Autotransporters but not pAA are critical for rabbit colonization by Shiga toxin-producing Escherichia coli O104:H4
Ritchie, Jennifer M
Hatzios, Stavroula K
Schadt, Eric E
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CitationMunera, Diana, Jennifer M Ritchie, Stavroula K Hatzios, Rod Bronson, Gang Fang, Eric E Schadt, Brigid M Davis, and Matthew K Waldor. 2014. “Autotransporters but not pAA are critical for rabbit colonization by Shiga toxin-producing Escherichia coli O104:H4.” Nature communications 5 (1): 3080. doi:10.1038/ncomms4080. http://dx.doi.org/10.1038/ncomms4080.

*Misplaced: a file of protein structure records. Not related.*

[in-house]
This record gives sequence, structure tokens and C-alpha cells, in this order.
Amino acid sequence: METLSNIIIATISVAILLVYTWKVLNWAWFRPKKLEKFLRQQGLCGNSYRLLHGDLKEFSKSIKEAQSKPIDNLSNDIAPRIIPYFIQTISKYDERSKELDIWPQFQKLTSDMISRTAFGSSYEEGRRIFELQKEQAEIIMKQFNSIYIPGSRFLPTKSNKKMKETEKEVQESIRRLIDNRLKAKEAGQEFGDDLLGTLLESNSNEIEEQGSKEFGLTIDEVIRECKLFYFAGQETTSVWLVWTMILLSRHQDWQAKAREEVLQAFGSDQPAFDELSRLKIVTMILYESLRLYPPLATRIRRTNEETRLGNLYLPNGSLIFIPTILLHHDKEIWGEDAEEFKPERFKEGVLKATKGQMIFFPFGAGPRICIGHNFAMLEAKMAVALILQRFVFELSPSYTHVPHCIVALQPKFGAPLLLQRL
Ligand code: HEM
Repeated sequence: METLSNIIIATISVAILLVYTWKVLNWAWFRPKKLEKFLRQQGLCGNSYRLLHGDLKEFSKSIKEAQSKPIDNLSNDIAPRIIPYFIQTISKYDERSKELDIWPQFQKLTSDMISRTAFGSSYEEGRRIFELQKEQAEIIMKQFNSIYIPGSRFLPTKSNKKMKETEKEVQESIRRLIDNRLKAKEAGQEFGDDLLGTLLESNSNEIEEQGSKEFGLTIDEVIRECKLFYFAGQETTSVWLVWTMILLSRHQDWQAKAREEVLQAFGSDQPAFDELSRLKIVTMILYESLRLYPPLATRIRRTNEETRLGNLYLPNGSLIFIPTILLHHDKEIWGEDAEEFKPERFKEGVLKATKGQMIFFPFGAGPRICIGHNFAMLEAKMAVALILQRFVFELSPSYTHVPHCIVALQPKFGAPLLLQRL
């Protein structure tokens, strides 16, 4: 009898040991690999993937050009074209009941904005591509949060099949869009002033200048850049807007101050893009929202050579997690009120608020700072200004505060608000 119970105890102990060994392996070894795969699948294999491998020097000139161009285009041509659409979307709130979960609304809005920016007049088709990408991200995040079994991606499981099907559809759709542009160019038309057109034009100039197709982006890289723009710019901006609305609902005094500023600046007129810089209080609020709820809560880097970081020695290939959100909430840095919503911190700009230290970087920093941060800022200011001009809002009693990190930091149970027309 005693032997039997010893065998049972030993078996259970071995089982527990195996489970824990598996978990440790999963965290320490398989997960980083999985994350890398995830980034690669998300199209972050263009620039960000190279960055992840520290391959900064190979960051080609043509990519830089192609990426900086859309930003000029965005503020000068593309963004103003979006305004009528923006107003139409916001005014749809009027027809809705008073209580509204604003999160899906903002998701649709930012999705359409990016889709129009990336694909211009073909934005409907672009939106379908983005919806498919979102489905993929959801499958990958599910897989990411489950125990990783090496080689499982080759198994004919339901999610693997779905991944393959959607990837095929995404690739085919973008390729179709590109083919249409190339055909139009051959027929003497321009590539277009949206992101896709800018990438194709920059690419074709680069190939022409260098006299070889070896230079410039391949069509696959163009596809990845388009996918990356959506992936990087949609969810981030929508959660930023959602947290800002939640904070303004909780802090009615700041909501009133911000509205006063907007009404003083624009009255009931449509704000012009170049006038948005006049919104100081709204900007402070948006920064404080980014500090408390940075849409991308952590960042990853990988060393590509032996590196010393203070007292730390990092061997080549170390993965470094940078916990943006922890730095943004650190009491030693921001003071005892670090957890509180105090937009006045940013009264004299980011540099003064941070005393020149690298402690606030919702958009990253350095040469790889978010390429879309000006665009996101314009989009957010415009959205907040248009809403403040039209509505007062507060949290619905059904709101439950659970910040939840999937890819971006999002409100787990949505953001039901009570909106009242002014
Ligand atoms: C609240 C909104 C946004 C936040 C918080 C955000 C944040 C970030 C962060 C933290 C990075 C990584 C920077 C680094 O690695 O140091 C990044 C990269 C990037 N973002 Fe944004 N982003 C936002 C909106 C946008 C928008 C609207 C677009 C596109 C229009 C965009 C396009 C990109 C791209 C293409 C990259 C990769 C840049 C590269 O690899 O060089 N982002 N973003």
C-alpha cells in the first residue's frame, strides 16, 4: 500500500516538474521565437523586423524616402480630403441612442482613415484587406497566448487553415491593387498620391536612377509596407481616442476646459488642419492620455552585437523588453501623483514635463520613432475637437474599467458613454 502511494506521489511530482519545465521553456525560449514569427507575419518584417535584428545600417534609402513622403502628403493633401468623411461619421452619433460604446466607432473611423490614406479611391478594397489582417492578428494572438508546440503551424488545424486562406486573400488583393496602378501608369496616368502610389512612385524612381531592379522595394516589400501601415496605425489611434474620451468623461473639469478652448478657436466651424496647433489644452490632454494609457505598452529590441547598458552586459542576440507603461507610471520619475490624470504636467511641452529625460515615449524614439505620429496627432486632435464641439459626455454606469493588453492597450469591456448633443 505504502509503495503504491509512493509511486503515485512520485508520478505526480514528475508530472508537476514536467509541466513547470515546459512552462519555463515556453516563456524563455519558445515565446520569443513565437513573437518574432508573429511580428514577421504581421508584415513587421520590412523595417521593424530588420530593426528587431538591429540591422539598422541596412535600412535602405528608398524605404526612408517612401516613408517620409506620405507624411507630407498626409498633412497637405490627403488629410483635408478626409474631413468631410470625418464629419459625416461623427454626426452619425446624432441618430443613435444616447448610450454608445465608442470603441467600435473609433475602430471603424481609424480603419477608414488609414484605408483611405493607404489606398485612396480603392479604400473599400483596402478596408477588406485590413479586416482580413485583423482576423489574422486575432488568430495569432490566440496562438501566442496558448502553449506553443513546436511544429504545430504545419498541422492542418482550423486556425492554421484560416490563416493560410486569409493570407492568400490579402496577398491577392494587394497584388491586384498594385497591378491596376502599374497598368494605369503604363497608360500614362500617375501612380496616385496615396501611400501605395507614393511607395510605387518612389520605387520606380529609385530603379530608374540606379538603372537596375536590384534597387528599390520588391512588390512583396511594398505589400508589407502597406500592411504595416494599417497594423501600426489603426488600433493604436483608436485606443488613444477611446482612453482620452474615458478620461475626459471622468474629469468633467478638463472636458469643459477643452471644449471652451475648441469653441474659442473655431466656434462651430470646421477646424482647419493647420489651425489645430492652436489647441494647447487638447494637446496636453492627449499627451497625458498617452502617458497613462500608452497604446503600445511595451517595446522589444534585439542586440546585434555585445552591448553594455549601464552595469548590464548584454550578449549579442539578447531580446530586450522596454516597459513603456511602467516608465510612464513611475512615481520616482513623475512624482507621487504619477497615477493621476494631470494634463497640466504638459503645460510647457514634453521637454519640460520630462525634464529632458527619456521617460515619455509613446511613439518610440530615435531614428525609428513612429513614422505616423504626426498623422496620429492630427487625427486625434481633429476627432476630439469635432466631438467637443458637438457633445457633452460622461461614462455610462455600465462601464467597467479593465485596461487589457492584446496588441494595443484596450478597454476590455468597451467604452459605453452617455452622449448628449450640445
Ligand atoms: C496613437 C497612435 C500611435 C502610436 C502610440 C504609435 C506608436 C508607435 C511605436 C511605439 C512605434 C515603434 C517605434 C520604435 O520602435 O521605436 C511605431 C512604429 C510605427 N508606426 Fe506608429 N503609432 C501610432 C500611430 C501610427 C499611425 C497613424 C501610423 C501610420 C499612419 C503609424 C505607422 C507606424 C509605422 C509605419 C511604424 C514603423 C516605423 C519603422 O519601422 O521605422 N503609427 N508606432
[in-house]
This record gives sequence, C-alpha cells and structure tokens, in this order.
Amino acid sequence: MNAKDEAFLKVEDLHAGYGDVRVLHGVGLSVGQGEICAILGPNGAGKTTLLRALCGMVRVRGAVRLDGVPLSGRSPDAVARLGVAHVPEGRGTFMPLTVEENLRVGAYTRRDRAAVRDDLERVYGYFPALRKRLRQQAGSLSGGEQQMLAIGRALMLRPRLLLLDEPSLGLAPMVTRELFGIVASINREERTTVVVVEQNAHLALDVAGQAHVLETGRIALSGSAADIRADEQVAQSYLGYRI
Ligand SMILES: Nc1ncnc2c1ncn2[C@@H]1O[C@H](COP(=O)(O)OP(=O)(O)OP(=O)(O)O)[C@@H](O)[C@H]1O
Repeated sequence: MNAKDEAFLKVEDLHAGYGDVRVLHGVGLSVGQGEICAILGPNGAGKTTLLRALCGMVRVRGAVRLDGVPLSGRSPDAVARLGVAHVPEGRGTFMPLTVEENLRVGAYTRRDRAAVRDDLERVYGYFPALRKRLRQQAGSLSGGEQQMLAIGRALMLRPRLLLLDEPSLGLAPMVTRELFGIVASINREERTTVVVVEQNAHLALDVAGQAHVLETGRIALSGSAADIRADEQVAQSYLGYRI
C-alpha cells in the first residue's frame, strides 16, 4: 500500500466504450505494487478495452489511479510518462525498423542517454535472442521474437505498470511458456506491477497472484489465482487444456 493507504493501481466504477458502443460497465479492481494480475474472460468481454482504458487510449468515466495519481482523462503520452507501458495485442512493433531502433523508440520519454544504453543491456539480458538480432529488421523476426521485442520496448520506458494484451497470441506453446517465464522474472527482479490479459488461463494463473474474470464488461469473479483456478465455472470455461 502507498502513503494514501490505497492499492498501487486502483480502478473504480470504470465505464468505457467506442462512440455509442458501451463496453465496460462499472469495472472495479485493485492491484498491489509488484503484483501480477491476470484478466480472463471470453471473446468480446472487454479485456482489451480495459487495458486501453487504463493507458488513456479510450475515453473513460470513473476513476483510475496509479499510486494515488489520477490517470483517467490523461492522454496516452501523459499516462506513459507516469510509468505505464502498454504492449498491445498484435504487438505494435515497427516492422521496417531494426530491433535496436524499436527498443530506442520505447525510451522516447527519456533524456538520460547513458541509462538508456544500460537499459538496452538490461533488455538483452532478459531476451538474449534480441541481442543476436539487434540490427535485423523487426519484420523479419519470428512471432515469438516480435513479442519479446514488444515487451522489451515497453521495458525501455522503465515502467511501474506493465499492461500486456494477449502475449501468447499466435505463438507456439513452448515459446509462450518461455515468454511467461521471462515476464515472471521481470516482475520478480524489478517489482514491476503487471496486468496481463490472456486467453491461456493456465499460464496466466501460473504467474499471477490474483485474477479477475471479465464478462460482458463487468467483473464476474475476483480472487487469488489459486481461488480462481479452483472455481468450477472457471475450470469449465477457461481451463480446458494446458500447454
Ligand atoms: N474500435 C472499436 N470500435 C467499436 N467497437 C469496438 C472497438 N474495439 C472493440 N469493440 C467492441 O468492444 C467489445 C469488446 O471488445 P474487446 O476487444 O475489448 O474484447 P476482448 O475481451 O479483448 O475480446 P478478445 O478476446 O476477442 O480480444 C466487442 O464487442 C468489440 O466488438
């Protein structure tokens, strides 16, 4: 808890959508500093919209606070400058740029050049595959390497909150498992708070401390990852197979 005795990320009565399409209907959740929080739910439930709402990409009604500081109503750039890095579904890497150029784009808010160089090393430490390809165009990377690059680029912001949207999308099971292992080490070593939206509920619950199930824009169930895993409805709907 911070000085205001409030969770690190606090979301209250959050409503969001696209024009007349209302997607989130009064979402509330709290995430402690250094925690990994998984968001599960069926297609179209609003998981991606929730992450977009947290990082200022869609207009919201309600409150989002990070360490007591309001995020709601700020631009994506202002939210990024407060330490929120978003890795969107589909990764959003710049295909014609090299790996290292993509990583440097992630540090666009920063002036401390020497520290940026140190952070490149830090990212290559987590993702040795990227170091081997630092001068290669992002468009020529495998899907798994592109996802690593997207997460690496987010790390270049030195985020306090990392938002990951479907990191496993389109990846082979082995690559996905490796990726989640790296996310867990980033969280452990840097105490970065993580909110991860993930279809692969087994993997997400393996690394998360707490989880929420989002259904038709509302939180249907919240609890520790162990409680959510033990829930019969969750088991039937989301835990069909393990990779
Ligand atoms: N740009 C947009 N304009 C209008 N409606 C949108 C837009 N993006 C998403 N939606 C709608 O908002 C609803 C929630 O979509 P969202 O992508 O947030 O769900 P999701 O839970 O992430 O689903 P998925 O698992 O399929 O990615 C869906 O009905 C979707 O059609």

AbstractThe outbreak of diarrhea and hemolytic uremic syndrome that occurred in Germany in 2011 was caused by a Shiga toxin-producing enteroaggregative Escherichia coli (EAEC) strain. The strain was classified as EAEC due to the presence of a plasmid (pAA) that mediates a characteristic pattern of aggregative adherence on cultured cells, the defining feature of EAEC that has classically been associated with virulence. Here, we describe an infant rabbit-based model of intestinal colonization and diarrhea caused by the outbreak strain, which we use to decipher the factors that mediate the pathogen’s virulence. Shiga toxin is the key factor required for diarrhea. Unexpectedly, we observe that pAA is dispensable for intestinal colonization and development of intestinal pathology. Instead, chromosome-encoded autotransporters are critical for robust colonization and diarrheal disease in this model. Our findings suggest that conventional wisdom linking aggregative adherence to EAEC intestinal colonization is false for at least a subset of strains.
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